Volunteer Living History re-enactors at the National Museum of the Pacific War will present three shows on both Saturday and Sunday, July 3 and 4. Saturday’s 90-minute shows will begin at 10:30am, 1:00pm and 3:30pm. Shows on Sunday will start at 10:30am, 3:30pm and 6:00pm. All programs will be at the Pacific Combat Zone on E. Austin between Elk and Lee Streets in Fredericksburg, two blocks east of the Museum’s main campus.
Visitors will learn about the American soldiers who fought to preserve the independence we celebrate every Fourth of July and observe the heroic tactics that helped win the Pacific War. Weapons will be discussed and demonstrated and later used in a final attack on a Japanese-held island littered with pillboxes and trenches. Attendees will feel the rumble of a Stewart tank as it moves past the audience and onto the battle field. The only operational WW II flame-thrower in Texas is used in the final assault.
“The re-enactments honor and remember the brave men and women who made it possible for our country to defend the independence we are so fortunate to enjoy,” said Marvin Schroeder, long-time Living History manager. “They also give parents the opportunity to show their children that the Fourth of July is not only about fireworks and parades but a day to remember that freedom isn’t free.”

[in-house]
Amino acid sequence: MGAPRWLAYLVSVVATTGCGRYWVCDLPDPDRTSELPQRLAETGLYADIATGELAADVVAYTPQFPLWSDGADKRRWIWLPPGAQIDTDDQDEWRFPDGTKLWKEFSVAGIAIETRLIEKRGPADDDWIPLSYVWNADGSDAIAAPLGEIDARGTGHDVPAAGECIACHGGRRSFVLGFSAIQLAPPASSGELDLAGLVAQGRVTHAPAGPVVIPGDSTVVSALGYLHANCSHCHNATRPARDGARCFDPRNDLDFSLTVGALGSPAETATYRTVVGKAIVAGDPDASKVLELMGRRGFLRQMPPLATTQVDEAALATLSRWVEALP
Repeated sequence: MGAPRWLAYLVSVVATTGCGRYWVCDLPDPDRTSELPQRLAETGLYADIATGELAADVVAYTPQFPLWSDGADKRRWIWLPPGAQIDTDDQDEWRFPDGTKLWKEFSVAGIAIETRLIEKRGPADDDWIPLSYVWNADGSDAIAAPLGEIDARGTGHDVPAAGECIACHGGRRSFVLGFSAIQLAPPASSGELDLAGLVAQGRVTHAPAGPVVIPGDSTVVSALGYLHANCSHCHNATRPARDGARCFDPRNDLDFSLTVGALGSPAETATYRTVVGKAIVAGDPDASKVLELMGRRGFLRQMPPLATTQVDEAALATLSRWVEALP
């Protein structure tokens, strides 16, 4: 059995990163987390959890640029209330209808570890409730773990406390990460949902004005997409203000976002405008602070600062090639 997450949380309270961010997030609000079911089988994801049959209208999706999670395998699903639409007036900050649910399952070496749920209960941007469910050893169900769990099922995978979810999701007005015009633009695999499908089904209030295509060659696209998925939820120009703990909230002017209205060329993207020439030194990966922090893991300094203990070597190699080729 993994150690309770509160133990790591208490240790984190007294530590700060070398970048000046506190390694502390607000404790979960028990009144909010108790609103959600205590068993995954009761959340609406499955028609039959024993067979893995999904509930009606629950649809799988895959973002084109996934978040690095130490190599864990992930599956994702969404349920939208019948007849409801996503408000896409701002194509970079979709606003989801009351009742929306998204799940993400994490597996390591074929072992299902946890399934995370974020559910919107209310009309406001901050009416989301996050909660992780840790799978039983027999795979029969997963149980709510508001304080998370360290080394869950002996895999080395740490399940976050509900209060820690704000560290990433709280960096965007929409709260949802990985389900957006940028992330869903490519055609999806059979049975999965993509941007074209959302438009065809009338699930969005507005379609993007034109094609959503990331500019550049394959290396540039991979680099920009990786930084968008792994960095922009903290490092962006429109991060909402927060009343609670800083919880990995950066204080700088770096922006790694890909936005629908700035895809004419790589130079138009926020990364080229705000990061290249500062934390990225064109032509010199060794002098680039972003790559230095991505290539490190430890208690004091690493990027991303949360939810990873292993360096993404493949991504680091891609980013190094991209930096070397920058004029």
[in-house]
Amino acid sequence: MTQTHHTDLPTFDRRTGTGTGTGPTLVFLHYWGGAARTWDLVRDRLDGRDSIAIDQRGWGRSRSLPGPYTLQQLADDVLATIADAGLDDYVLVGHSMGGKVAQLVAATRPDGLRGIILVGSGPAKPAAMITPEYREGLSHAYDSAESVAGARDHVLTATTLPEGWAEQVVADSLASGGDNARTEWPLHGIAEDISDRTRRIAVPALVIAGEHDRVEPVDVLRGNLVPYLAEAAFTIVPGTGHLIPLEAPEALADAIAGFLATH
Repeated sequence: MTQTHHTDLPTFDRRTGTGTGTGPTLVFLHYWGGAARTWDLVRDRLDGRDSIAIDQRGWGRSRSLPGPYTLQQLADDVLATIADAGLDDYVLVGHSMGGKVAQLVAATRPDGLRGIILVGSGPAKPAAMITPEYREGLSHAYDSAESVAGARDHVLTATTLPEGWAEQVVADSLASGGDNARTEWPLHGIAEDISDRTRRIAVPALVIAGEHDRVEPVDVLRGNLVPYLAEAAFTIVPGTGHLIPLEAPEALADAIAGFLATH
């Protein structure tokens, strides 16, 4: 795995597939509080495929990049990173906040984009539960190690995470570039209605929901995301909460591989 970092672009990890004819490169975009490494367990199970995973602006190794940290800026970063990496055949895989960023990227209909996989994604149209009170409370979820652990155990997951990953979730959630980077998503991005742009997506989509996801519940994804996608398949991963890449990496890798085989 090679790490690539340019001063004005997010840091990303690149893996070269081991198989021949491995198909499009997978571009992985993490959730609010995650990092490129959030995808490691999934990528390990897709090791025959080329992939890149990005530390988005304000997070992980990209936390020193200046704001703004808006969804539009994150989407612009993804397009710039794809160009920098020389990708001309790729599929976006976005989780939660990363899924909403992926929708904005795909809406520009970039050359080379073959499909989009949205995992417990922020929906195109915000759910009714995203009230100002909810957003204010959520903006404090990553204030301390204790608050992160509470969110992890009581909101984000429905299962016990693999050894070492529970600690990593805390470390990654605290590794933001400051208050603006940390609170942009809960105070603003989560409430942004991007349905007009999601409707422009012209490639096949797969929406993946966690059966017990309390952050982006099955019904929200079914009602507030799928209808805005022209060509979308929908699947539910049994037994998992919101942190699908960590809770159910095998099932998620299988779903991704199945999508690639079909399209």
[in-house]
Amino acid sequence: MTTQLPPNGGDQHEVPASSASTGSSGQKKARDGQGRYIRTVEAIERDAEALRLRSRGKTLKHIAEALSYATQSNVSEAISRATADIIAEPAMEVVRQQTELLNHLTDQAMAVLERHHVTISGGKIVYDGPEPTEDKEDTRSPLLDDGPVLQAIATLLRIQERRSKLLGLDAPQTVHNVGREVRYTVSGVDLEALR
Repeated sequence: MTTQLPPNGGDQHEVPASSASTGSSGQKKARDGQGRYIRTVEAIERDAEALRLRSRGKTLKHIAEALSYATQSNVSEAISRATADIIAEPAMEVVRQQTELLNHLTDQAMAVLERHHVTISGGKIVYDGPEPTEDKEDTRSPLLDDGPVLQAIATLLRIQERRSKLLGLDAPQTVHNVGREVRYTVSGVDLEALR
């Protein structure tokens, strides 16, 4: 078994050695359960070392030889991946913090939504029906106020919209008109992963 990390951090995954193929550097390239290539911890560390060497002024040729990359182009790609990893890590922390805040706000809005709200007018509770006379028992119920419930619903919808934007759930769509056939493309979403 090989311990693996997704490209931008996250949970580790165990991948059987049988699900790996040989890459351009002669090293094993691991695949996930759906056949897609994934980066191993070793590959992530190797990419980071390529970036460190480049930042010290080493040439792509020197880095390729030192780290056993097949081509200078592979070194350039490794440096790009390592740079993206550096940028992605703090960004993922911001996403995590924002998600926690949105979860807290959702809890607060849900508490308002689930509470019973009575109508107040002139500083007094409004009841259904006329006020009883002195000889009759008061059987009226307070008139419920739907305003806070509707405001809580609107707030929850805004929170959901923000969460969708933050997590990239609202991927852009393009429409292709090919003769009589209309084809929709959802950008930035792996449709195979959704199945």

Appropriate for the entire family, admission is $5 for adults and $3 for students. World War II veterans and children under six are admitted free of charge. Tickets may be purchased at the Pacific Combat Zone at the beginning of each performance or in advance at the Front Desks of the Admiral Nimitz Museum on Main Street and the George H.W. Bush Gallery on E. Austin Street.
The majority of the programs are standing room only so it’s advisable to arrive at least 30 minutes prior to show times. While 80 percent of the seating is shaded, sun screen and hats are recommended. Ear plugs will be provided.
The Pacific Combat Zone’s “Ship Store” will be in full operation before, during and after each performance. In addition to various snacks, bottled water and soda, there will be an assortment of adult and youth field gear, hats and tee shirts. Children’s helmets, toy guns, army action figures and gliders will also be for sale. Rounding out the list are photographs of the volunteer re-enactors (available for autographs, too).
The National Museum of the Pacific War, a Texas Historical Commission property operated by the Admiral Nimitz Foundation, is located in Fredericksburg, hometown of Fleet Admiral Chester W. Nimitz. It is the only institution in the continental United States dedicated exclusively to telling the story of the Pacific Theater in World War II.